Nota bene - This below is a rant, not an attempt to harm. I just cannot suppress an intense feeling of frustration with the subject.
Hello, do you know me?
I am Martin Fackler, Japan correspondent for The New York Times, the most powerful and influential newspaper on the planet. I am famous, or should I say infamous, for a certain article I wrote about an unknown performance artist's portable drink dispenser disguise being symptomatic of -- or was a metaphor for? -- oh, well, whatever -- a rising fear of crime in Japan.
That article earned me a special, special place in the hearts of many, many of Japan's inhabitants.
Anyway, you may have noticed I have been on a tour of Japan outside the metropole. In my contact with real persons, rather than Japan corporate image- and foreign relations-management types, I have managed to craft a set of decent reports, including an admirable one on Hamada's Marine Bridge which provided background to the debate on Obama Administration's fiscal stimulus proposals, contrasting the American situation with the runaway Construction State's despoilage of Japan's environment and finances.
Now a lot of you might be thinking, "Hey, all that Fackler needed was to get out of the Kantō Plain to stop producing vignettes that obsfucate rather than illuminate."
To this I say, "Phooey!"
Witness what I have produced today, "Hime Island Journal: A Workers' Paradise Found Off Japan's Coast". From out of a cynical joke regarding a bronze statue of a mayor erected by his son, I manage to misrepresent an LDP local heavy's whitewashing of his family's having leveraged public money into the creation of an impregnable, hereditary electoral lock as being a socialist, workshare arrangement offering an alternative to the liberal reforms proposed by former Prime Minister Koizumi Jun'ichirō.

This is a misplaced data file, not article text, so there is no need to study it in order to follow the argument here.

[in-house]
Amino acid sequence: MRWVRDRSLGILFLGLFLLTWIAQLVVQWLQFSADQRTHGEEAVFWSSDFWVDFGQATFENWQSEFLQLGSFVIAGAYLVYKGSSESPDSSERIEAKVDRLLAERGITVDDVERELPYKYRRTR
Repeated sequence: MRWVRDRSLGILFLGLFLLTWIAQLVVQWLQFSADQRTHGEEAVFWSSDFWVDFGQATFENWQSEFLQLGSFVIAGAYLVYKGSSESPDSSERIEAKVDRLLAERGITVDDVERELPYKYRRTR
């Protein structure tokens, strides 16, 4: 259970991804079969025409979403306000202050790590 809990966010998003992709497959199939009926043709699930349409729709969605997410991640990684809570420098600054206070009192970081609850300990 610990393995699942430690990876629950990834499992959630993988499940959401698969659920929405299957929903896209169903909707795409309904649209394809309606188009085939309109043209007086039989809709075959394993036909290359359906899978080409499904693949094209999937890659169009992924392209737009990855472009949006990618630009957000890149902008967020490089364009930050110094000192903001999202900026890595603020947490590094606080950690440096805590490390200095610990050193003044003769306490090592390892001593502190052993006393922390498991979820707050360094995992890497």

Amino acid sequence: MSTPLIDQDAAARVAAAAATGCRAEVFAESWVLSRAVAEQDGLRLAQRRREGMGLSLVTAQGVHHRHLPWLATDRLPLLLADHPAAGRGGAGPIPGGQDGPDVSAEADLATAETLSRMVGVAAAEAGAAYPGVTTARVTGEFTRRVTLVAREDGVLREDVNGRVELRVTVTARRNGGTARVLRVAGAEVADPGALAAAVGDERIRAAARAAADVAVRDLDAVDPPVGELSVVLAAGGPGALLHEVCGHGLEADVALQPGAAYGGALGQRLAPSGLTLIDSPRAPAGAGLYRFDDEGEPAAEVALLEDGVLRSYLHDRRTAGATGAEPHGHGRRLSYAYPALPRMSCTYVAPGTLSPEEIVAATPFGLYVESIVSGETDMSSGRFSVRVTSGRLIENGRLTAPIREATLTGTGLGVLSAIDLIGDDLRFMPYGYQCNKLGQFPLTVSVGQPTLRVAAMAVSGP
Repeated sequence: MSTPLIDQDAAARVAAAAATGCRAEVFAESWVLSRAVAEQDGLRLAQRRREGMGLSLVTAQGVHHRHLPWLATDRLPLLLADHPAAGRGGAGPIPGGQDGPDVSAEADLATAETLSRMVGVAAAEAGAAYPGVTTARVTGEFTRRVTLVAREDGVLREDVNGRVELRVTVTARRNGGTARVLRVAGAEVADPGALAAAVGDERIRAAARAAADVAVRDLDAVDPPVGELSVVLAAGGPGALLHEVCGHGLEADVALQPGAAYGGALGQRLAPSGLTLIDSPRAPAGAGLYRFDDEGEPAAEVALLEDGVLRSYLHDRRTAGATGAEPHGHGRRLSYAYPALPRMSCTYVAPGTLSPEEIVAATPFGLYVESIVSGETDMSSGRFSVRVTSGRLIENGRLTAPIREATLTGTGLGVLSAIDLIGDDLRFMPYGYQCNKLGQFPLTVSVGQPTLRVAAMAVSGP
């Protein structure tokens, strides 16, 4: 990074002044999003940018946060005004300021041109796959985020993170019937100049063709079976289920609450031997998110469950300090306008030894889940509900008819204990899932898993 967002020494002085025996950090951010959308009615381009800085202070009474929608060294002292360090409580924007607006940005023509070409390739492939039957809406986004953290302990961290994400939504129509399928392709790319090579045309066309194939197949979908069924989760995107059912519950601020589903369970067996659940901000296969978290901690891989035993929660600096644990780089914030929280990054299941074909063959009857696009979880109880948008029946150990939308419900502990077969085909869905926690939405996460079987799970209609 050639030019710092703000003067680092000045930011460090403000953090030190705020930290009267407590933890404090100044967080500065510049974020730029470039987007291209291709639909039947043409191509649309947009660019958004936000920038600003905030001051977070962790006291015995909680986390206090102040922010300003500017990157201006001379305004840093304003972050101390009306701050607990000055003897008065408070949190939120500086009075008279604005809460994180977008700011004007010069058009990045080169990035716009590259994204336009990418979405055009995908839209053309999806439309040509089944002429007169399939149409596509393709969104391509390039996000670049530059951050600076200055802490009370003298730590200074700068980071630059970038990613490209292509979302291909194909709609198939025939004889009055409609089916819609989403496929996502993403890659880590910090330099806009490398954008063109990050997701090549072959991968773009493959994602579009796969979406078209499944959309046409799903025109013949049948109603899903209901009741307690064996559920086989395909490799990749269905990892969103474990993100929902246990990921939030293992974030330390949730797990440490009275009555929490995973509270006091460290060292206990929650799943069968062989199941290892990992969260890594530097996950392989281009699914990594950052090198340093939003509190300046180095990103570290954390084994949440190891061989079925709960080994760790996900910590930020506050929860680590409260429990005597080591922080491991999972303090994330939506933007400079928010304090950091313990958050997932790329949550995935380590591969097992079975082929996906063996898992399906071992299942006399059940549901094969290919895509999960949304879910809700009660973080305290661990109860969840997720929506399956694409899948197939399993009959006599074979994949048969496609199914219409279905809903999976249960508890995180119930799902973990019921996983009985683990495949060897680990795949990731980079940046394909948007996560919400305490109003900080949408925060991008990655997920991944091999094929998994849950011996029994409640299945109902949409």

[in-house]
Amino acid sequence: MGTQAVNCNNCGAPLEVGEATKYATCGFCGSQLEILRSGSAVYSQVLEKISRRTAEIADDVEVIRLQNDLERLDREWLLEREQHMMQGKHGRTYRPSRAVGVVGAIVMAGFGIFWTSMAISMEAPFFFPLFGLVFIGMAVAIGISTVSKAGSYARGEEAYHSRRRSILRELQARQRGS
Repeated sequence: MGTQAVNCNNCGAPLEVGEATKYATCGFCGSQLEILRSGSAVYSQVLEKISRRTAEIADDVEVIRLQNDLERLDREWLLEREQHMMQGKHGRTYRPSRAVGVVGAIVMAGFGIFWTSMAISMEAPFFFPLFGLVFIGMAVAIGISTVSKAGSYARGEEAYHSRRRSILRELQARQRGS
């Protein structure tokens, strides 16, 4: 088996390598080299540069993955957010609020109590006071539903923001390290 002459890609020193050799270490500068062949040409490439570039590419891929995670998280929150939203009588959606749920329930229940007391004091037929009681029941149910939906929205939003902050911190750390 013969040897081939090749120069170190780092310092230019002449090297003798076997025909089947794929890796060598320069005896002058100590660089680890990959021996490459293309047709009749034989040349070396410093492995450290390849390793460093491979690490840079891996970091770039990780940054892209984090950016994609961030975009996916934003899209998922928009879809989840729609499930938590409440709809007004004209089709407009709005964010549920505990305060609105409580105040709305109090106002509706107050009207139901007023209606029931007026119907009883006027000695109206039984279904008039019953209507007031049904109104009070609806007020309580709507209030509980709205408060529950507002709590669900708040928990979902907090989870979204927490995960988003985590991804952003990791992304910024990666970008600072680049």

It is a tour-de-force of buying into the proposition with a bemused, side-long glance.
Of course, I could have detonated the whole, sunny charade by asking a few, simple questions:
"But where do the funds for the worker's paradise ultimately come from?"
"If the village government is the major employer on the island, could not the mayor threaten to cut off families of workers who ask, say, to be paid at a rate closer to the national average?"
But if were to ask the tough, critical questions, then I would lose the "backlash against economic liberalism of the Koizumi Era" angle I so desperately want to offer in microcosm.
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